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Q.B. Cooler – Classic 1934 Don the Beachcomber Tiki Cocktail Recipe

0 from 0 votes
Course: DrinksCuisine: American
Servings

1

servings
Calories

256

kcal
ABV

27%

Total time

3

minutes

Learn how to make an Q.B. Cooler

Ingredients

  • 1/2 oz Lime Juice

  • 1/2 oz Orange Juice

  • 2 dashes Angostura Bitters

  • 2 dashes Absinthe

  • 1/2 oz Passion Fruit Syrup

  • 2 oz Black Rum

  • 1 oz White Rum

Directions

  • Combine all ingredients into a shaker, and add a scoop of shaved ice. If you do not have shaved ice then crushed ice will do.
  • Vigorously shake till the shaker is ice cold and frosted.
  • Pour the whole shaker into the serving glass. Ice and all

Notes

Fogcutter

Fog Cutter – Classic Victor Bergeron Tiki Cocktail Recipe

Fog Cutter Taste & History

This is defiantly more on the tart side of tiki drinks and is closer in taste to a sour than most juice filled tiki cocktails. Think of this as kind of a nutty tiki version of a rum sour. Its an wonderful cocktail that is more to the taste of someone who like sours than someone who likes Dark & Stormies or mules.

Nothing too interesting on the history of this cocktail. It was invented by Victor Bergeron for Trader Vic’s and was one of his most popular cocktails second to the Mai Tai. Trader Vic’s Bartending Guide says that after 2 of these you won’t even see straight anymore, but I have had 2 or 3 of them and I was alright. There are countless variations on this guy (that’s true for almost all tiki drinks), but this here is the tried and true recipe from Trader Vic’s book itself.

Floating Sherry On Top

The last ingredient in this cocktail is to do a sherry float on top. Here is the thing though, sherry is very dense and thus can not float. Floating alcohols on top of each other is based on weight. Sugar is heavier than water, water is heavier than alcohol, and the heaviest ingredient will always sit at the bottom. The sherry is way more sugary than the drink therefore it will want to drop to the bottom. This works out to have a cool effect and makes it look as if the sherry is cutting through the drink. If you want a cool dark float that will sit at the top try using 151, as it is has less sugar than the rest of the drink and is much more alcoholic, so it will stay on top.

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Fog Cutter – Classic Victor Bergeron Tiki Cocktail Recipe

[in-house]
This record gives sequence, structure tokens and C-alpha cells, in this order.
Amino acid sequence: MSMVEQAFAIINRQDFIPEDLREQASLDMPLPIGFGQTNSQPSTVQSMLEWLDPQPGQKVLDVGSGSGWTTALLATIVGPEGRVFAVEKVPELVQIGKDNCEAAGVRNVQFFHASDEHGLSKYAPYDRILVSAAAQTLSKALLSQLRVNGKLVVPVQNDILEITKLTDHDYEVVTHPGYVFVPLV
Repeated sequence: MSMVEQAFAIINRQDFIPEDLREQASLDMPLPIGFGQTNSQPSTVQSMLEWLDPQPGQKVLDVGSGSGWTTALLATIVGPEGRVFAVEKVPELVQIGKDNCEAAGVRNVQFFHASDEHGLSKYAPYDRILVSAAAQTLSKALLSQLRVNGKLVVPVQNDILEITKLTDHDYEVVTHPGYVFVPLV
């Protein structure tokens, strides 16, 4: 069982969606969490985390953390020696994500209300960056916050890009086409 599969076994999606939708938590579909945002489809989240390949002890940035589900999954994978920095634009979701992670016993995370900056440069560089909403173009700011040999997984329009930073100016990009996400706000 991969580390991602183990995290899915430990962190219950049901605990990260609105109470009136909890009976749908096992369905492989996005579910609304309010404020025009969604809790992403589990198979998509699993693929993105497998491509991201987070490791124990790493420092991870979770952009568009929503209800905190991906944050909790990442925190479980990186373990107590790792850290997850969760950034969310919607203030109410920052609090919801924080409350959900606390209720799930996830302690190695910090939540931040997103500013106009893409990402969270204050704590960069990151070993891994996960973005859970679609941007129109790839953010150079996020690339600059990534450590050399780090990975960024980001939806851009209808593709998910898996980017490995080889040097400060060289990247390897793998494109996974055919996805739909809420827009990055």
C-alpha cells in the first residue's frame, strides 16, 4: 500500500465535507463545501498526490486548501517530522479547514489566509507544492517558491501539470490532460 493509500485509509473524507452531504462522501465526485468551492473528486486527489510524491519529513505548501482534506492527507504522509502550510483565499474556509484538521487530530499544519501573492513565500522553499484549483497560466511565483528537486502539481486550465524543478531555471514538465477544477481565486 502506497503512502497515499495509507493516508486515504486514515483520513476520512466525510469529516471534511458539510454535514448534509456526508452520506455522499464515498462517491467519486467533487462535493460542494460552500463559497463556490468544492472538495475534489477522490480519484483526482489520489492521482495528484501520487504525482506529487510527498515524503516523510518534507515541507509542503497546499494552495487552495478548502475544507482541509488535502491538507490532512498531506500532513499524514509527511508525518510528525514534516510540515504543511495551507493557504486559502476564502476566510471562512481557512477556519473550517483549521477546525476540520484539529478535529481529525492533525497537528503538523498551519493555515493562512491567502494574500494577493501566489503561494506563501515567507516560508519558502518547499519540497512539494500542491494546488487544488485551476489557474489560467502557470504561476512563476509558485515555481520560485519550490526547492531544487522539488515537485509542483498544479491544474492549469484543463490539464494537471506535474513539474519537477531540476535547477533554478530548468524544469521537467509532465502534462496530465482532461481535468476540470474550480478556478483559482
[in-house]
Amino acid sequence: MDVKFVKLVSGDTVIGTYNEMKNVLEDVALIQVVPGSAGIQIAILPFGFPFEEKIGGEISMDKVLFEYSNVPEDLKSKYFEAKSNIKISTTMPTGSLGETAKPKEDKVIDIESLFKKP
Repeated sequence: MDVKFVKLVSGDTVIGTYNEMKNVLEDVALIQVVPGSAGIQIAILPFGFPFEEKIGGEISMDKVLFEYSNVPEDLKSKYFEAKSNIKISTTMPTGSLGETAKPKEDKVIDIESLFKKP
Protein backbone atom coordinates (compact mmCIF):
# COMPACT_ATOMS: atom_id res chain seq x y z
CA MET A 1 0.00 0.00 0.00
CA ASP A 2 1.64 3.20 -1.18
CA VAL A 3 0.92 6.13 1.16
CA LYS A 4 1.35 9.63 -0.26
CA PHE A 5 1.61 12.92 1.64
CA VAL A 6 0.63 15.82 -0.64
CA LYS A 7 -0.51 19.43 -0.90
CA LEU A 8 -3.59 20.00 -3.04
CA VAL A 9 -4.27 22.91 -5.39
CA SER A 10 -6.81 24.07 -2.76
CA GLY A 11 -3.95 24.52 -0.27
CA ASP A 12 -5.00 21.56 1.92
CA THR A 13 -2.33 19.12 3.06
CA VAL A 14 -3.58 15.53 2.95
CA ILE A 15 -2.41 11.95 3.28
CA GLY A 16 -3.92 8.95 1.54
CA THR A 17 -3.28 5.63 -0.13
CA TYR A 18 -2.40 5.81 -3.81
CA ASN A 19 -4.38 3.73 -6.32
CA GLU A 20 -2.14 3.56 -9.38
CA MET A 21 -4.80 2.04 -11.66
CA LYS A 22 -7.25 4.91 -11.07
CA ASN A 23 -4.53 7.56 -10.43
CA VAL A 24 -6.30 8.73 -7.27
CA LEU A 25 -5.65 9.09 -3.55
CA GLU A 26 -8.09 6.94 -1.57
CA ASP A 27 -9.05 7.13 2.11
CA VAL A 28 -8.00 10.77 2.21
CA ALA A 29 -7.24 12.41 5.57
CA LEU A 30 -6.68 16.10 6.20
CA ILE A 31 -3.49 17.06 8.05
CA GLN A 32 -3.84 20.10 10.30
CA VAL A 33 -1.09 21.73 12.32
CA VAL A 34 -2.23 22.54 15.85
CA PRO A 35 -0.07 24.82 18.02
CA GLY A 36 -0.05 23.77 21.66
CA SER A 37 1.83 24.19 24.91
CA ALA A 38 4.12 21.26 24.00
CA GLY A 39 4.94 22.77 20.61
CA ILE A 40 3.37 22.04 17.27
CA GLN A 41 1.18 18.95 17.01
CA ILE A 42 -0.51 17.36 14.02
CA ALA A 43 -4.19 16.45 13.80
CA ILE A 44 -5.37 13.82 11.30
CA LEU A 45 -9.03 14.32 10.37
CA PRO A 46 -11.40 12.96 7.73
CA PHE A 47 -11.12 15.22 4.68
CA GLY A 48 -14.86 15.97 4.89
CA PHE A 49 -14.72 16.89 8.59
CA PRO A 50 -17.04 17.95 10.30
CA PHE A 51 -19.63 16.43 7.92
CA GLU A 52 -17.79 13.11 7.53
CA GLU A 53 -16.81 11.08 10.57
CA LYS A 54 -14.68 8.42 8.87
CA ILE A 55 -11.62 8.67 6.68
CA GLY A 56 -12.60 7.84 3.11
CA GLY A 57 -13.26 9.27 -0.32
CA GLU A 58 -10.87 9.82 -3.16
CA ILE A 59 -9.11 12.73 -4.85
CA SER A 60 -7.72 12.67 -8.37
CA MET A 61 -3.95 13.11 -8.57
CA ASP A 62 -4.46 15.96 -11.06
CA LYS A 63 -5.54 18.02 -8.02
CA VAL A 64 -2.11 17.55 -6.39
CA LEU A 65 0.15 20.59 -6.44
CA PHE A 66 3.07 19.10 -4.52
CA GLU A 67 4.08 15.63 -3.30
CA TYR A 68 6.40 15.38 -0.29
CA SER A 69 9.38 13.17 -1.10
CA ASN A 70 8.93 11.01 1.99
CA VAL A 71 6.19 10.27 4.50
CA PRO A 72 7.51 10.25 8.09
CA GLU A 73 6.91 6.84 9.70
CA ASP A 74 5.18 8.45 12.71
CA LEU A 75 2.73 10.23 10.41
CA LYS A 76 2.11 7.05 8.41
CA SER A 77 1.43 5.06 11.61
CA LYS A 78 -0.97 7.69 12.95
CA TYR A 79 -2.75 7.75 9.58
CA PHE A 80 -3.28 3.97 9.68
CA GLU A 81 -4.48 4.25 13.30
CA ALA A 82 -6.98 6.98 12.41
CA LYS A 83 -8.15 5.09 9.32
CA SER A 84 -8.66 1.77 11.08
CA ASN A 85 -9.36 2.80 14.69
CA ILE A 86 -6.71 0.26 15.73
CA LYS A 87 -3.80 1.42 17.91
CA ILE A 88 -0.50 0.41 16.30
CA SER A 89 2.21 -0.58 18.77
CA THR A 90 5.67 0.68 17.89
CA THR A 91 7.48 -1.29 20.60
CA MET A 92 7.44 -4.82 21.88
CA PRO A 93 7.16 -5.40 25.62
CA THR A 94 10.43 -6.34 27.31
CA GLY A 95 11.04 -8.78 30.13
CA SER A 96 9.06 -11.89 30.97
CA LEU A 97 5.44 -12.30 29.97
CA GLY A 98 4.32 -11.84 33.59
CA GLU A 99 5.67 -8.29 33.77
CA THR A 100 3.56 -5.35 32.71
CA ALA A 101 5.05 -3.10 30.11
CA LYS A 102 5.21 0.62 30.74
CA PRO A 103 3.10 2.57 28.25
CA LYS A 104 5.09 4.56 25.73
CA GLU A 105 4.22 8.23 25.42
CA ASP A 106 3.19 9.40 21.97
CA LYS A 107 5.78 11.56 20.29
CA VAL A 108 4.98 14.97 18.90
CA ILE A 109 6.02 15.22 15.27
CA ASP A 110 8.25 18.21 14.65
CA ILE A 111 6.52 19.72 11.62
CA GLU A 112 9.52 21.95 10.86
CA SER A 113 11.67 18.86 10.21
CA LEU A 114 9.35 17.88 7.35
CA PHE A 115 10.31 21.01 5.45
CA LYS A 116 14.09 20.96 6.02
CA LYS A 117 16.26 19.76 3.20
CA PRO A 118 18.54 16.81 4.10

0 from 0 votes
Course: DrinksCuisine: American
Servings

1

servings
Calories

344

kcal
ABV

19%

Total time

3

minutes

Learn how to make the Fog Cutter.

Ingredients

  • 2 oz Lemon Juice

  • 1 oz Orange Juice

  • 1/2 oz Orgeat

  • 1/2 oz Dry Gin

  • 2 oz White Rum

  • 1 oz Brandy

  • 1 oz Sherry

Directions

  • Combine all ingredients except the sherry into a shaker, and add a scoop of shaved ice. If you do not have shaved ice then crushed ice will do.
  • Vigorously shake till the shaker is ice cold and frosted.
  • Pour the whole shaker into the serving glass. Ice and all
  • Top with a float of sherry.

Notes

Scorpion

Scorpion Cocktail – Trader Vic’s 1972 Single Serve Scorpion Recipe

Scorpion Cocktail History

The original scorpion was not a bowl or an individual cocktail but a punch from Victor Bergeron’s First book from 1947, and was a punch made for 12. The original scorpion recipe was 1.5 bottles of rum, 2 oz gin, 2 oz brandy, 1 pint of lemon juice, 1/2 a pint of orange juice, 1/2 a pint worth of orgeat, 1/2 a bottle or white wine and 2 sprigs of mint. Those are some odd proportions if you ask me, like Trader vic added the gin and mint as a joke. That original scorpion punch is also in the 1972 edition, but the updated edition included his more popular versions of the scorpion.

Trader vic heavily modified the recipe over the years and in his 1972 edition added the scorpion bowl and a single scorpion cocktail. The recipe here is the single serve version and in my opinion the best version of the drink. But I will say those flaming scorpion bowls are a ton of fun. Oddly enough the scorpion bowl which is made to serve 3 is not just 3x the ingredients of the single serve one. The ingredients are the same but the volumes are different.

Scorpion Taste